These all came together as part of artist Rafael Perez Evans site-specific performance work Grounding for the Goldsmiths College MFA 2020 exhibition. Dumping 29 tonnes of carrots outside the Ben Pimlott glass building in Goldsmiths College London, which also happens to be adjacent to the Goldsmiths CCA, the work, which itself is based on a form of protest, sparked a protest by the Goldsmiths Carrots.
Horrified by the dumping of food in one of London’s most deprived neighbourhoods they started a campaign, taking the carrots and turning them into cake to raise money for Lewisham food charities. The campaign by Goldsmiths Carrots was put together quickly with just an Instagram account, website and stall outside the work. It was timely and asked some really important questions around waste and sustainability in the art world. Raising over £1600 it also contributed to the local area and raised the issue of local poverty.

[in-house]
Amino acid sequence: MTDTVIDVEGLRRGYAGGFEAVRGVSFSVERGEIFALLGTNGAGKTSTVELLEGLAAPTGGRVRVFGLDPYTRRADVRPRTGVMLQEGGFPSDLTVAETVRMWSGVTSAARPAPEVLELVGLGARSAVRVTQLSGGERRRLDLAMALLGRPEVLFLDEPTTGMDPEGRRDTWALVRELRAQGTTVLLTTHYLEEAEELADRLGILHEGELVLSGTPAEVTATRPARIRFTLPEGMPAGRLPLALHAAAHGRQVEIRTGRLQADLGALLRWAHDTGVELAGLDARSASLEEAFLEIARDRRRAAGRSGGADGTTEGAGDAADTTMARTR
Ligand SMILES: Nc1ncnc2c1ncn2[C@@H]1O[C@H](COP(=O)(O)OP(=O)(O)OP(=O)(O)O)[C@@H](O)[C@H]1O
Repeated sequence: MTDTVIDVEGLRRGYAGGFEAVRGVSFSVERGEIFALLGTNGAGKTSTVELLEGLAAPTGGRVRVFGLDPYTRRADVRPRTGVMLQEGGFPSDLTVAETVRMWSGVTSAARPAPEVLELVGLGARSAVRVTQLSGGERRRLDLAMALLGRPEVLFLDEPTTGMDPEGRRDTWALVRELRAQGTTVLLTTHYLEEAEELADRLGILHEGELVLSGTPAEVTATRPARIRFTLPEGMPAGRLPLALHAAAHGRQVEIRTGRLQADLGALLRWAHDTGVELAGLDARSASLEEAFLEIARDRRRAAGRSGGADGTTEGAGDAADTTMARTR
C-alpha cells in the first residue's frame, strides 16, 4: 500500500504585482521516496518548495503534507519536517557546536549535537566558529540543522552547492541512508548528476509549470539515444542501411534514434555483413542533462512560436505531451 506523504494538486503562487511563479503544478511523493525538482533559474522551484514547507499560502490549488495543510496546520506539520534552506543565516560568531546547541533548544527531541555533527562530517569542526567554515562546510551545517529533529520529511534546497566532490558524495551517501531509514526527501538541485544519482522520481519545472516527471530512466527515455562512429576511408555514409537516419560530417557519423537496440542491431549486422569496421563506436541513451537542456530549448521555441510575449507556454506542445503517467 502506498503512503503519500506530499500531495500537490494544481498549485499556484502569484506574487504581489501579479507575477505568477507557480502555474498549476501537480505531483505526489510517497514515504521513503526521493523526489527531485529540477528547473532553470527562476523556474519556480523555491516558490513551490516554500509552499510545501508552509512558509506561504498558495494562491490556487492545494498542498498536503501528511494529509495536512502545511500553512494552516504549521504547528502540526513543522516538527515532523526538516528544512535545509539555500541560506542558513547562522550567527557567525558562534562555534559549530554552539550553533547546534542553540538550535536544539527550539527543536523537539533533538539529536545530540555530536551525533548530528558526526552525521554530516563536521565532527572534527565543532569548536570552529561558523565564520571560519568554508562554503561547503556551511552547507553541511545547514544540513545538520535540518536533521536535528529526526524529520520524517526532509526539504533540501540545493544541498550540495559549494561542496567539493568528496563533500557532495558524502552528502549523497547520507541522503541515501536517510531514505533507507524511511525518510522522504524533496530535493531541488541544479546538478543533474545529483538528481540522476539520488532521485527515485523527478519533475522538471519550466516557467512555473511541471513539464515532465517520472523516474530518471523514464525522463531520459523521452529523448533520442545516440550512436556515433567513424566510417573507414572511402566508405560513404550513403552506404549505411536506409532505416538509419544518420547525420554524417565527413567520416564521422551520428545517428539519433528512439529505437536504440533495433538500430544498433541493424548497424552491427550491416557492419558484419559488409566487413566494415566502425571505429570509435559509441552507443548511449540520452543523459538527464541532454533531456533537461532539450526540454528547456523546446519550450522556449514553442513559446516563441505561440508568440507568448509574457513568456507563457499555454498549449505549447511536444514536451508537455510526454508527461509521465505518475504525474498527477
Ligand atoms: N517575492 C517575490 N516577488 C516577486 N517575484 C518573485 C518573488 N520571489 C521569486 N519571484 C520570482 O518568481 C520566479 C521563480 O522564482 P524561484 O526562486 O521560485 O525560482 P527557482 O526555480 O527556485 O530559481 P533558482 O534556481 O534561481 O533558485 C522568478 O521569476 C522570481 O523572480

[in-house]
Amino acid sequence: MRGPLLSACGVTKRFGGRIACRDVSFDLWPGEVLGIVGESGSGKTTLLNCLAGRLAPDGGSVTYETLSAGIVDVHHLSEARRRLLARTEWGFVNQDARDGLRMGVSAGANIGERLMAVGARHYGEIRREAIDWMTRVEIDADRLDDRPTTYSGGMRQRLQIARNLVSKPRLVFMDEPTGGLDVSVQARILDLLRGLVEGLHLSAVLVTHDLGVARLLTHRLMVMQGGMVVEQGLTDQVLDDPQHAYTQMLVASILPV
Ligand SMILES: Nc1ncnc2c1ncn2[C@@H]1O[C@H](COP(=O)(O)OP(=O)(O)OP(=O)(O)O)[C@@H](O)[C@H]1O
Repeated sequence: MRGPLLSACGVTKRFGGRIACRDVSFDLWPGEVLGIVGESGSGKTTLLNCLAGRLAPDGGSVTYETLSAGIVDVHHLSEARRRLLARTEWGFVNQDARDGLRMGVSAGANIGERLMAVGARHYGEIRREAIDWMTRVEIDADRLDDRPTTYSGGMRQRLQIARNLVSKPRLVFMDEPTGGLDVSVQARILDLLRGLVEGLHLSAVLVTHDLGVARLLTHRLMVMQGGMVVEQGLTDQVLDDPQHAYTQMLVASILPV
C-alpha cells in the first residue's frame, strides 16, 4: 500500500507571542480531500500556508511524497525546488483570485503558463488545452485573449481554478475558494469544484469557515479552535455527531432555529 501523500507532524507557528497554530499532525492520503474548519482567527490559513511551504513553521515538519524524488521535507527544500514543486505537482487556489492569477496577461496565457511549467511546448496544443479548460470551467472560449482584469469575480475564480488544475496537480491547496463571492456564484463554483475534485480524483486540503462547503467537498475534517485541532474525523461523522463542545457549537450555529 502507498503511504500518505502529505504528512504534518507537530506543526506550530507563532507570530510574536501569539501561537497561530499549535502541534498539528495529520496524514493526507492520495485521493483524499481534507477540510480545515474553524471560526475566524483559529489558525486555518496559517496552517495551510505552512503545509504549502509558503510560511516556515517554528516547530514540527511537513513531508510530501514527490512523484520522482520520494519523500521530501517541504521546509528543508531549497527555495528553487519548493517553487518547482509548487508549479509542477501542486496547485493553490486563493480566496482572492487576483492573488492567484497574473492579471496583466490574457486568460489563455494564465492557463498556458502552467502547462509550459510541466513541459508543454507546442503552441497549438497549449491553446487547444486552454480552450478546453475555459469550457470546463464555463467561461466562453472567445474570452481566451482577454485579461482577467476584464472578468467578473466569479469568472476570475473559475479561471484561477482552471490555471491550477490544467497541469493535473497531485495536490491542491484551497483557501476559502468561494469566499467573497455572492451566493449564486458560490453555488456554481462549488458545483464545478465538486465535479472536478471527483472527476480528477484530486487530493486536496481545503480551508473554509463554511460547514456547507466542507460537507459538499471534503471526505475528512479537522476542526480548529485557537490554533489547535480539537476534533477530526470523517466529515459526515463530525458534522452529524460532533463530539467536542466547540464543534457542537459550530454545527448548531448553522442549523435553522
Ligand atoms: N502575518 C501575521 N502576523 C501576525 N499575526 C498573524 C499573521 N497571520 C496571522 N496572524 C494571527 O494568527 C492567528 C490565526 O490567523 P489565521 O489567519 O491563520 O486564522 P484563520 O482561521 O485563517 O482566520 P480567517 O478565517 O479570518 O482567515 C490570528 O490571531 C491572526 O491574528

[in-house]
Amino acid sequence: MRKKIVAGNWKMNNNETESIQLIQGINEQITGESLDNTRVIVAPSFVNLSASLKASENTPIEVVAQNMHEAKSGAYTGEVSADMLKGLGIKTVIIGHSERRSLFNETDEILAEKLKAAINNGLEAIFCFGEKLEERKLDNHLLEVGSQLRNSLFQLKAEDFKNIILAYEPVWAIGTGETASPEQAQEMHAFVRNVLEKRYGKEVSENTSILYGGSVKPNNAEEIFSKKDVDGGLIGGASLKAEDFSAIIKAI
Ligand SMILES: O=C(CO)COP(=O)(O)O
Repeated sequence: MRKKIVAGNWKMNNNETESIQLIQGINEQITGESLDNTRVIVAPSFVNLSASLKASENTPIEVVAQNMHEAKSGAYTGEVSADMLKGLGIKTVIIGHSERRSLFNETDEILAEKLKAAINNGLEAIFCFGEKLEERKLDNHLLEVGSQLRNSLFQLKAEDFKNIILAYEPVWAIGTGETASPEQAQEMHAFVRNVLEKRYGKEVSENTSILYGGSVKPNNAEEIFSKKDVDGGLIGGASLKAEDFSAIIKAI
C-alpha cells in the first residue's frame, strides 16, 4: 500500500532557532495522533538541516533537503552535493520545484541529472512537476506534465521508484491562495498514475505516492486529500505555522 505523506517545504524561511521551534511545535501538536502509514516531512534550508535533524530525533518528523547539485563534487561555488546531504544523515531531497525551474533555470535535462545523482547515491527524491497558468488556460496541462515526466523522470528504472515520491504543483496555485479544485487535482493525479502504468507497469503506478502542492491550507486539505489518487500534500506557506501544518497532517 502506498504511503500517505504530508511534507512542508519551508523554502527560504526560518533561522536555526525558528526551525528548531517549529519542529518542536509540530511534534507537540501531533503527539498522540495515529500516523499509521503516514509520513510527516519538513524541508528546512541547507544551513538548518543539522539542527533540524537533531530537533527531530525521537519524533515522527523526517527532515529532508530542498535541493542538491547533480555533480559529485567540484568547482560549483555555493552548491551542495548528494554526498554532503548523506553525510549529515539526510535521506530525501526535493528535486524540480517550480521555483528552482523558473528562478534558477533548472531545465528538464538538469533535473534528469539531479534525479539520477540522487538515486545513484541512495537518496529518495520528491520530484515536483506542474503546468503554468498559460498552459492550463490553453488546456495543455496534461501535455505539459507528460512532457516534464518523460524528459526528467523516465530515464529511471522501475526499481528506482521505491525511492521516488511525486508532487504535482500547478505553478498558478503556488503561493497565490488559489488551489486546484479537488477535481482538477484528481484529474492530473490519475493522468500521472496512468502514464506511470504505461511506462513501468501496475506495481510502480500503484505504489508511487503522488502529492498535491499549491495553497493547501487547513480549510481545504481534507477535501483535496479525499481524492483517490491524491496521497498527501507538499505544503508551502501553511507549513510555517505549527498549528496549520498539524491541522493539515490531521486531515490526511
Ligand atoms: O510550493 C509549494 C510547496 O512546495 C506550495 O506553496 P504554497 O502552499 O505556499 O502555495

It was fascinating watching this story unfold over the last week, and while being very impressed by Goldsmiths Carrots in generating press, it did bring up some questions for us around marketing and activism (as well as around the consumption of art… is this ‘circular art’ as it includes the experience of eating the work?)
We couldn’t help but notice that this campaign not only generated press for Goldsmiths Carrots, it also helped raise the profile of the artist. And this is where a successful campaign like this can be a double edged sword.
No doubt a talented artist, Perez Evans is also talented at marketing: with his methods and materials generating debate. This type of protest would have also helped, much more than any press release, ensuring the notice of galleries and collectors across the world.
Do you think loud activism is the only way or would a quieter, more direct campaign have been better?
Got an idea for a campaign?
Get in touch with us. We’d love to help you make it a reality.